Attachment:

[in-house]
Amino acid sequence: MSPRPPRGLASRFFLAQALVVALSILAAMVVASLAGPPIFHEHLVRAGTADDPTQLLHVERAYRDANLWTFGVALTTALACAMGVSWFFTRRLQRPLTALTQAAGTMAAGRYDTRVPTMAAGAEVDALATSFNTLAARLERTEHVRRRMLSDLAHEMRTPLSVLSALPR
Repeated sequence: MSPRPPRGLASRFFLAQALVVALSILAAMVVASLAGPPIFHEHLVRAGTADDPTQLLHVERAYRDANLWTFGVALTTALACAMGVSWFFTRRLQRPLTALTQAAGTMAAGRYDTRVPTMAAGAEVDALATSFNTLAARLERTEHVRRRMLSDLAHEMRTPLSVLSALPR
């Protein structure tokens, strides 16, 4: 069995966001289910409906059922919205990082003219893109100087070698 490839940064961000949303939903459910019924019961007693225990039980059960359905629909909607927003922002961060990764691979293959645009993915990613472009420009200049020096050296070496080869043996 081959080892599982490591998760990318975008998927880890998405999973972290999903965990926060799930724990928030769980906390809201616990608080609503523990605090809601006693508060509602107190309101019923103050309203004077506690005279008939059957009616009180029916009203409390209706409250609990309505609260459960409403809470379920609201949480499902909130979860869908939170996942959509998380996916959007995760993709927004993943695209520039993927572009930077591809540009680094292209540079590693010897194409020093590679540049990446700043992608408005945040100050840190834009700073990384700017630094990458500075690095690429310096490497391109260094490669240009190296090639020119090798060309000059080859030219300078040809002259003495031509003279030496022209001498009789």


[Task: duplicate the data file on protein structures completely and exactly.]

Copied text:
[in-house]
Amino acid sequence: MSPRPPRGLASRFFLAQALVVALSILAAMVVASLAGPPIFHEHLVRAGTADDPTQLLHVERAYRDANLWTFGVALTTALACAMGVSWFFTRRLQRPLTALTQAAGTMAAGRYDTRVPTMAAGAEVDALATSFNTLAARLERTEHVRRRMLSDLAHEMRTPLSVLSALPR
Repeated sequence: MSPRPPRGLASRFFLAQALVVALSILAAMVVASLAGPPIFHEHLVRAGTADDPTQLLHVERAYRDANLWTFGVALTTALACAMGVSWFFTRRLQRPLTALTQAAGTMAAGRYDTRVPTMAAGAEVDALATSFNTLAARLERTEHVRRRMLSDLAHEMRTPLSVLSALPR
């Protein structure tokens, strides 16, 4: 069995966001289910409906059922919205990082003219893109100087070698 490839940064961000949303939903459910019924019961007693225990039980059960359905629909909607927003922002961060990764691979293959645009993915990613472009420009200049020096050296070496080869043996 081959080892599982490591998760990318975008998927880890998405999973972290999903965990926060799930724990928030769980906390809201616990608080609503523990605090809601006693508060509602107190309101019923103050309203004077506690005279008939059957009616009180029916009203409390209706409250609990309505609260459960409403809470379920609201949480499902909130979860869908939170996942959509998380996916959007995760993709927004993943695209520039993927572009930077591809540009680094292209540079590693010897194409020093590679540049990446700043992608408005945040100050840190834009700073990384700017630094990458500075690095690429310096490497391109260094490669240009190296090639020119090798060309000059080859030219300078040809002259003495031509003279030496022209001498009789």